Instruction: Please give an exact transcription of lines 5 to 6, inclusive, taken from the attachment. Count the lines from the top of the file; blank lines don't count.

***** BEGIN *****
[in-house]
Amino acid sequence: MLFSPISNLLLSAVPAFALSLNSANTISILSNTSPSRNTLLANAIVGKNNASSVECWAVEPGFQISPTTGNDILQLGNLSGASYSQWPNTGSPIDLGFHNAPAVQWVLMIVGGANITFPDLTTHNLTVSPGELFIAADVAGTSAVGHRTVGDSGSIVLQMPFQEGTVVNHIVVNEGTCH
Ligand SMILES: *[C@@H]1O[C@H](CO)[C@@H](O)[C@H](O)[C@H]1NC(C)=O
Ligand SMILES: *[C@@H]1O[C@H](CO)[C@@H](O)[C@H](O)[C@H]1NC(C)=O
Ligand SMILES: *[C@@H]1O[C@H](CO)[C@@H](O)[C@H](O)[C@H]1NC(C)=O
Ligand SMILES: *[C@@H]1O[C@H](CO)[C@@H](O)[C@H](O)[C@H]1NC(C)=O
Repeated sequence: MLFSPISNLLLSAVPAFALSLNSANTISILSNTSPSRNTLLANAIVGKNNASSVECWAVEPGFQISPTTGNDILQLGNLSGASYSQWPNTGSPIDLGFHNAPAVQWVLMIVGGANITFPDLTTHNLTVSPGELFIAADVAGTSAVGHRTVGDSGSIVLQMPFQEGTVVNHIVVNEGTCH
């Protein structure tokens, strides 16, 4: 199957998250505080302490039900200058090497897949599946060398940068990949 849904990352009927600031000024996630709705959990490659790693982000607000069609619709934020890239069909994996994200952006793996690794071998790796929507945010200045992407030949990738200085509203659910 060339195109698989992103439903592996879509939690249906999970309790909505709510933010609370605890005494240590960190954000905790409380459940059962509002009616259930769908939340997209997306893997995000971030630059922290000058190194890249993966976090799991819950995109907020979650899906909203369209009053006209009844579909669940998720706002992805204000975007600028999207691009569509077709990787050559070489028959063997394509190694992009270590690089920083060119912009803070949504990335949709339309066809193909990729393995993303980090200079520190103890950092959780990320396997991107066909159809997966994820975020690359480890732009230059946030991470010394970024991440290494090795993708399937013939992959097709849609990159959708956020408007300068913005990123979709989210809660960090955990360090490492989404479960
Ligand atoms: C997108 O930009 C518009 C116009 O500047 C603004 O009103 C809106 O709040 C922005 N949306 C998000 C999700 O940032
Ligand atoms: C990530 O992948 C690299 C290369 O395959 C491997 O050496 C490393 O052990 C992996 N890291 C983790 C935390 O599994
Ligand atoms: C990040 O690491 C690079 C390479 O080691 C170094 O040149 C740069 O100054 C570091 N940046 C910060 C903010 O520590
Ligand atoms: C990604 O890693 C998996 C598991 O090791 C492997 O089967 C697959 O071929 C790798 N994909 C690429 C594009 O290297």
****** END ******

Ligand SMILES: *[C@@H]1O[C@H](CO)[C@@H](O)[C@H](O)[C@H]1NC(C)=O
Ligand SMILES: *[C@@H]1O[C@H](CO)[C@@H](O)[C@H](O)[C@H]1NC(C)=O